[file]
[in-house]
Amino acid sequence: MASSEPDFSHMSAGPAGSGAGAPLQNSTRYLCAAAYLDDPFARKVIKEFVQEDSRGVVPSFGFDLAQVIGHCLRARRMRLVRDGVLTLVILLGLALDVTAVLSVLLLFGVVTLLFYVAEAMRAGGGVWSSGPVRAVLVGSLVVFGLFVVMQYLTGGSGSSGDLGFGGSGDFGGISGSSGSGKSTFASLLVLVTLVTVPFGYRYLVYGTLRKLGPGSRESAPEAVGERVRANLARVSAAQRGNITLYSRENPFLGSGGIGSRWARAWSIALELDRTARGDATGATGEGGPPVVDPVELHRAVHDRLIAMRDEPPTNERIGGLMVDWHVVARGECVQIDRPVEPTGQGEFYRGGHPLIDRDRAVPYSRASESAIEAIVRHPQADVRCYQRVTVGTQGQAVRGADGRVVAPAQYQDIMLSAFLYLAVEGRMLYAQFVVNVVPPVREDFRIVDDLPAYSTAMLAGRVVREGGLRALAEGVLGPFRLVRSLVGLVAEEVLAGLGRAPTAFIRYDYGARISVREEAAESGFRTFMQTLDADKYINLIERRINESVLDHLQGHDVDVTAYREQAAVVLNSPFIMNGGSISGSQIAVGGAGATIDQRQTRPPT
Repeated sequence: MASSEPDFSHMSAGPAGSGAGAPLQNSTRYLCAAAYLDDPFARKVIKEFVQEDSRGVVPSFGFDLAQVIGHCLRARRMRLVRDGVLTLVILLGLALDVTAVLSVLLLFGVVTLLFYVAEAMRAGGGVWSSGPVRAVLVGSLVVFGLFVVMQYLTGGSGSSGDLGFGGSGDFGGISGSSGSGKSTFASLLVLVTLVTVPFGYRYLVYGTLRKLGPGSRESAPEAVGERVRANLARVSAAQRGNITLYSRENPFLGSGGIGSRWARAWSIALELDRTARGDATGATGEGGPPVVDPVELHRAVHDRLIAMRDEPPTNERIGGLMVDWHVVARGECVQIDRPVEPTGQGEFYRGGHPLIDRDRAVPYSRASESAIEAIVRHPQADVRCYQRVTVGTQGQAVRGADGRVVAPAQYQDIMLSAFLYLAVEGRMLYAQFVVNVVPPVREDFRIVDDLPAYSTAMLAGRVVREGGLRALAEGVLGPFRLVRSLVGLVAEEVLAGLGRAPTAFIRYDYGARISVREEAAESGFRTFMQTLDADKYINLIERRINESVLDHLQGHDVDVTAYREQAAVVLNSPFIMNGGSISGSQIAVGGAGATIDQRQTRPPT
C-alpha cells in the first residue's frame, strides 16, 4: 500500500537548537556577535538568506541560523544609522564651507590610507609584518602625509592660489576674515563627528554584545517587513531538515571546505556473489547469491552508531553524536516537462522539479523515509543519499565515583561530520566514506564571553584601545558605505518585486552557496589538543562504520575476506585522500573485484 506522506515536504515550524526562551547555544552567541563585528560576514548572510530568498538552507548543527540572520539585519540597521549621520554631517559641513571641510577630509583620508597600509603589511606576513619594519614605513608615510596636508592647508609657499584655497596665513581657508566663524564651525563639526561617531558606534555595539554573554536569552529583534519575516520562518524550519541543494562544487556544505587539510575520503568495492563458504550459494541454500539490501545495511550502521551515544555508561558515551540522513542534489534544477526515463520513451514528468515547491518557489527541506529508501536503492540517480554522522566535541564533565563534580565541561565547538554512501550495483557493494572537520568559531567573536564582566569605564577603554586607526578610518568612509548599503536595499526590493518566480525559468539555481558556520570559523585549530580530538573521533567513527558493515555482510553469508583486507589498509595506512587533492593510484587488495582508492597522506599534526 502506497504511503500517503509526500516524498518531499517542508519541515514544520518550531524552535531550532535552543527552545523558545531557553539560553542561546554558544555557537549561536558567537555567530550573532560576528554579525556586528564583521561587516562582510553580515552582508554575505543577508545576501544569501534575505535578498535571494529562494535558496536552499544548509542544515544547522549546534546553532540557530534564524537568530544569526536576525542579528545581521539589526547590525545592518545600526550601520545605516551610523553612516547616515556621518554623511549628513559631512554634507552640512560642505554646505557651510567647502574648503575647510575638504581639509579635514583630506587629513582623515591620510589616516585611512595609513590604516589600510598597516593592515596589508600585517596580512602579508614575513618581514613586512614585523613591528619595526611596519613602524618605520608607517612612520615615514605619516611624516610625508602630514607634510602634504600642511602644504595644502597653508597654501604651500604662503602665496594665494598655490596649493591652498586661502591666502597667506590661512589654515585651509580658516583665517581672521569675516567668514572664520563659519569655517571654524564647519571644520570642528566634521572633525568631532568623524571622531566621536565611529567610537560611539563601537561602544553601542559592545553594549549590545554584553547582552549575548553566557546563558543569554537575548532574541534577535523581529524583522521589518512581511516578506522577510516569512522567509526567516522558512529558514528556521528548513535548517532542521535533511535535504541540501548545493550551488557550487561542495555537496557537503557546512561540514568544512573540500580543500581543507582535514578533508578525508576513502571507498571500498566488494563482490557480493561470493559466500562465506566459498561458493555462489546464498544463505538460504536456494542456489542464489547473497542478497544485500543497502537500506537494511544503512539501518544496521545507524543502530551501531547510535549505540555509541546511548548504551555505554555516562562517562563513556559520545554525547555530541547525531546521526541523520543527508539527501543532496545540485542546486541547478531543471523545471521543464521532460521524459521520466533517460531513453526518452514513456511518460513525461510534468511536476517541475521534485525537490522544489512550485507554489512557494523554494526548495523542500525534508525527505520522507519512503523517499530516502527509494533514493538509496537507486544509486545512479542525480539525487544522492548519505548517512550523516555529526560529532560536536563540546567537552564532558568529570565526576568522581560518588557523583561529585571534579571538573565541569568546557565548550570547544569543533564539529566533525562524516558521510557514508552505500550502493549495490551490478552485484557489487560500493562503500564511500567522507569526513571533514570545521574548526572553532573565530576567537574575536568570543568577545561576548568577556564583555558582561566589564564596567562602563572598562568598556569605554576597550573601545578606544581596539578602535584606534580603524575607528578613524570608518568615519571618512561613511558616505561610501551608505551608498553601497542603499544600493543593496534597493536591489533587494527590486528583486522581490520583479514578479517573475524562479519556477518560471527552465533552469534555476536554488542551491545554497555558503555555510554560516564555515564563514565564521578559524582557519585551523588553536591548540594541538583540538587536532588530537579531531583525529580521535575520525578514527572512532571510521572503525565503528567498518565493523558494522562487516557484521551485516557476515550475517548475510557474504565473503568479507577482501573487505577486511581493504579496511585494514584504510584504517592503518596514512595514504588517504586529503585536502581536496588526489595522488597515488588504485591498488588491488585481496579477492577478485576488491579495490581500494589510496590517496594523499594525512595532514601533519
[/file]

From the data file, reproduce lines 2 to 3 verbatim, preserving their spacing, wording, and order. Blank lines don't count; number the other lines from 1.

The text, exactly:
Amino acid sequence: MASSEPDFSHMSAGPAGSGAGAPLQNSTRYLCAAAYLDDPFARKVIKEFVQEDSRGVVPSFGFDLAQVIGHCLRARRMRLVRDGVLTLVILLGLALDVTAVLSVLLLFGVVTLLFYVAEAMRAGGGVWSSGPVRAVLVGSLVVFGLFVVMQYLTGGSGSSGDLGFGGSGDFGGISGSSGSGKSTFASLLVLVTLVTVPFGYRYLVYGTLRKLGPGSRESAPEAVGERVRANLARVSAAQRGNITLYSRENPFLGSGGIGSRWARAWSIALELDRTARGDATGATGEGGPPVVDPVELHRAVHDRLIAMRDEPPTNERIGGLMVDWHVVARGECVQIDRPVEPTGQGEFYRGGHPLIDRDRAVPYSRASESAIEAIVRHPQADVRCYQRVTVGTQGQAVRGADGRVVAPAQYQDIMLSAFLYLAVEGRMLYAQFVVNVVPPVREDFRIVDDLPAYSTAMLAGRVVREGGLRALAEGVLGPFRLVRSLVGLVAEEVLAGLGRAPTAFIRYDYGARISVREEAAESGFRTFMQTLDADKYINLIERRINESVLDHLQGHDVDVTAYREQAAVVLNSPFIMNGGSISGSQIAVGGAGATIDQRQTRPPT
Repeated sequence: MASSEPDFSHMSAGPAGSGAGAPLQNSTRYLCAAAYLDDPFARKVIKEFVQEDSRGVVPSFGFDLAQVIGHCLRARRMRLVRDGVLTLVILLGLALDVTAVLSVLLLFGVVTLLFYVAEAMRAGGGVWSSGPVRAVLVGSLVVFGLFVVMQYLTGGSGSSGDLGFGGSGDFGGISGSSGSGKSTFASLLVLVTLVTVPFGYRYLVYGTLRKLGPGSRESAPEAVGERVRANLARVSAAQRGNITLYSRENPFLGSGGIGSRWARAWSIALELDRTARGDATGATGEGGPPVVDPVELHRAVHDRLIAMRDEPPTNERIGGLMVDWHVVARGECVQIDRPVEPTGQGEFYRGGHPLIDRDRAVPYSRASESAIEAIVRHPQADVRCYQRVTVGTQGQAVRGADGRVVAPAQYQDIMLSAFLYLAVEGRMLYAQFVVNVVPPVREDFRIVDDLPAYSTAMLAGRVVREGGLRALAEGVLGPFRLVRSLVGLVAEEVLAGLGRAPTAFIRYDYGARISVREEAAESGFRTFMQTLDADKYINLIERRINESVLDHLQGHDVDVTAYREQAAVVLNSPFIMNGGSISGSQIAVGGAGATIDQRQTRPPT